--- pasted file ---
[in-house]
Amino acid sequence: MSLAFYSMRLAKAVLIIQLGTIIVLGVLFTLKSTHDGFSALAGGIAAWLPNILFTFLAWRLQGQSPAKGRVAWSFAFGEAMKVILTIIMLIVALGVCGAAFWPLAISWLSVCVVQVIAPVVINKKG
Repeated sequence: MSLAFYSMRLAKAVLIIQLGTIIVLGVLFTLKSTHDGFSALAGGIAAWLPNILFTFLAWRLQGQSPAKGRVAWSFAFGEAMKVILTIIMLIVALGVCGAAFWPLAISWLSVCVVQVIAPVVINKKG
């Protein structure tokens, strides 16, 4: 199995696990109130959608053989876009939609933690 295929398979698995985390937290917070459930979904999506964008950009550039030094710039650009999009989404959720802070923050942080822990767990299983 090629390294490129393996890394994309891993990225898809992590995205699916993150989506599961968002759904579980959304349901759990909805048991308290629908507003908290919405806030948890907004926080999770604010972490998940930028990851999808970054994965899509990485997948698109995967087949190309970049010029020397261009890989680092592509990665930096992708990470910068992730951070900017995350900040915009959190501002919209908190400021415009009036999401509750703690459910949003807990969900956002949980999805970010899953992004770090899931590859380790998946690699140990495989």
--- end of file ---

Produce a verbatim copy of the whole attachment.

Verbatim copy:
[in-house]
Amino acid sequence: MSLAFYSMRLAKAVLIIQLGTIIVLGVLFTLKSTHDGFSALAGGIAAWLPNILFTFLAWRLQGQSPAKGRVAWSFAFGEAMKVILTIIMLIVALGVCGAAFWPLAISWLSVCVVQVIAPVVINKKG
Repeated sequence: MSLAFYSMRLAKAVLIIQLGTIIVLGVLFTLKSTHDGFSALAGGIAAWLPNILFTFLAWRLQGQSPAKGRVAWSFAFGEAMKVILTIIMLIVALGVCGAAFWPLAISWLSVCVVQVIAPVVINKKG
């Protein structure tokens, strides 16, 4: 199995696990109130959608053989876009939609933690 295929398979698995985390937290917070459930979904999506964008950009550039030094710039650009999009989404959720802070923050942080822990767990299983 090629390294490129393996890394994309891993990225898809992590995205699916993150989506599961968002759904579980959304349901759990909805048991308290629908507003908290919405806030948890907004926080999770604010972490998940930028990851999808970054994965899509990485997948698109995967087949190309970049010029020397261009890989680092592509990665930096992708990470910068992730951070900017995350900040915009959190501002919209908190400021415009009036999401509750703690459910949003807990969900956002949980999805970010899953992004770090899931590859380790998946690699140990495989």